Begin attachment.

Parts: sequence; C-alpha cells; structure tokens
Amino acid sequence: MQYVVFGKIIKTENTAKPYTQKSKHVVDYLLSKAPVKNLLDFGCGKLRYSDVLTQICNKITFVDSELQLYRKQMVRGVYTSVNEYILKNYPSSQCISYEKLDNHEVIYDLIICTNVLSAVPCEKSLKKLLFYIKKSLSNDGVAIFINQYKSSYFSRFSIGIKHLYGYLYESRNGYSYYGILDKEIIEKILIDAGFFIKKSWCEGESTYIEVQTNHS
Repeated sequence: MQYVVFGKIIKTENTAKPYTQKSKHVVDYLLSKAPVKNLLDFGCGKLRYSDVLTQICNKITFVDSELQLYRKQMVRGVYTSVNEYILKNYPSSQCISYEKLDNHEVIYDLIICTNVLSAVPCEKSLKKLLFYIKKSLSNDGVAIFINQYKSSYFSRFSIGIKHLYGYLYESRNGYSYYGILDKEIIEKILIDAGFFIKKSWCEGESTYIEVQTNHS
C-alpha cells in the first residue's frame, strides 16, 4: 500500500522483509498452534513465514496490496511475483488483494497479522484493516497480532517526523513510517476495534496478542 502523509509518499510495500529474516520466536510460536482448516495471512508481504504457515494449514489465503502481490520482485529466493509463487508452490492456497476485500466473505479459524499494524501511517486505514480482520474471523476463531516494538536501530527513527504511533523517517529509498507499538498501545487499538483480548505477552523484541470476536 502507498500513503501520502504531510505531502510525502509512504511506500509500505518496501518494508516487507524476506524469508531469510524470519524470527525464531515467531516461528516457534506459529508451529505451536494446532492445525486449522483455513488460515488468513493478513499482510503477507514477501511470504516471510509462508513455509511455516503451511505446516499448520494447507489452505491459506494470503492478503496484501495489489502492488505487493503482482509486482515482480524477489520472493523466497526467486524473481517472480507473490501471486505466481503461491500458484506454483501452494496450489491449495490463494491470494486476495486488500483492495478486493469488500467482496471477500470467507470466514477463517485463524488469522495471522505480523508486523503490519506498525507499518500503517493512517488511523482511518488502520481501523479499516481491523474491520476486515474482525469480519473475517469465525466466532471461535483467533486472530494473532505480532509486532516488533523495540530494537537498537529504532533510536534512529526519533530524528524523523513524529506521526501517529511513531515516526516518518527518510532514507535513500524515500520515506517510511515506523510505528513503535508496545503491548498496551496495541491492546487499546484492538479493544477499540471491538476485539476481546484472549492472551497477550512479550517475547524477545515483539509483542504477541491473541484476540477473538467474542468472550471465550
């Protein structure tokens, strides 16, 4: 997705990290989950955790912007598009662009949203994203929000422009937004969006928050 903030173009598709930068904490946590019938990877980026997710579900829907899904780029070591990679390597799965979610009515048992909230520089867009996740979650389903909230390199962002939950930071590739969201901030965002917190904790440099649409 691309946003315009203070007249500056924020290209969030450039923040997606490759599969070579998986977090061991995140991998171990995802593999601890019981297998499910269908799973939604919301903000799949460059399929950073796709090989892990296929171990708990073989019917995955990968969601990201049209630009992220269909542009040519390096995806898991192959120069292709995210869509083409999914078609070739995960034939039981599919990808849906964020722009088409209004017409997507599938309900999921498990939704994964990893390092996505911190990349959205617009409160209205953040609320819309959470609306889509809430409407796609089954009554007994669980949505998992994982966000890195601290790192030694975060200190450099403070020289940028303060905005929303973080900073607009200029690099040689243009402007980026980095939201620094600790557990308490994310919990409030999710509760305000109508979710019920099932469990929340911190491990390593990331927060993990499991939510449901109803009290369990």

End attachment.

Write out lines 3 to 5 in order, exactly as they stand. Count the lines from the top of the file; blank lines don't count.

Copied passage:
Repeated sequence: MQYVVFGKIIKTENTAKPYTQKSKHVVDYLLSKAPVKNLLDFGCGKLRYSDVLTQICNKITFVDSELQLYRKQMVRGVYTSVNEYILKNYPSSQCISYEKLDNHEVIYDLIICTNVLSAVPCEKSLKKLLFYIKKSLSNDGVAIFINQYKSSYFSRFSIGIKHLYGYLYESRNGYSYYGILDKEIIEKILIDAGFFIKKSWCEGESTYIEVQTNHS
C-alpha cells in the first residue's frame, strides 16, 4: 500500500522483509498452534513465514496490496511475483488483494497479522484493516497480532517526523513510517476495534496478542 502523509509518499510495500529474516520466536510460536482448516495471512508481504504457515494449514489465503502481490520482485529466493509463487508452490492456497476485500466473505479459524499494524501511517486505514480482520474471523476463531516494538536501530527513527504511533523517517529509498507499538498501545487499538483480548505477552523484541470476536 502507498500513503501520502504531510505531502510525502509512504511506500509500505518496501518494508516487507524476506524469508531469510524470519524470527525464531515467531516461528516457534506459529508451529505451536494446532492445525486449522483455513488460515488468513493478513499482510503477507514477501511470504516471510509462508513455509511455516503451511505446516499448520494447507489452505491459506494470503492478503496484501495489489502492488505487493503482482509486482515482480524477489520472493523466497526467486524473481517472480507473490501471486505466481503461491500458484506454483501452494496450489491449495490463494491470494486476495486488500483492495478486493469488500467482496471477500470467507470466514477463517485463524488469522495471522505480523508486523503490519506498525507499518500503517493512517488511523482511518488502520481501523479499516481491523474491520476486515474482525469480519473475517469465525466466532471461535483467533486472530494473532505480532509486532516488533523495540530494537537498537529504532533510536534512529526519533530524528524523523513524529506521526501517529511513531515516526516518518527518510532514507535513500524515500520515506517510511515506523510505528513503535508496545503491548498496551496495541491492546487499546484492538479493544477499540471491538476485539476481546484472549492472551497477550512479550517475547524477545515483539509483542504477541491473541484476540477473538467474542468472550471465550
């Protein structure tokens, strides 16, 4: 997705990290989950955790912007598009662009949203994203929000422009937004969006928050 903030173009598709930068904490946590019938990877980026997710579900829907899904780029070591990679390597799965979610009515048992909230520089867009996740979650389903909230390199962002939950930071590739969201901030965002917190904790440099649409 691309946003315009203070007249500056924020290209969030450039923040997606490759599969070579998986977090061991995140991998171990995802593999601890019981297998499910269908799973939604919301903000799949460059399929950073796709090989892990296929171990708990073989019917995955990968969601990201049209630009992220269909542009040519390096995806898991192959120069292709995210869509083409999914078609070739995960034939039981599919990808849906964020722009088409209004017409997507599938309900999921498990939704994964990893390092996505911190990349959205617009409160209205953040609320819309959470609306889509809430409407796609089954009554007994669980949505998992994982966000890195601290790192030694975060200190450099403070020289940028303060905005929303973080900073607009200029690099040689243009402007980026980095939201620094600790557990308490994310919990409030999710509760305000109508979710019920099932469990929340911190491990390593990331927060993990499991939510449901109803009290369990």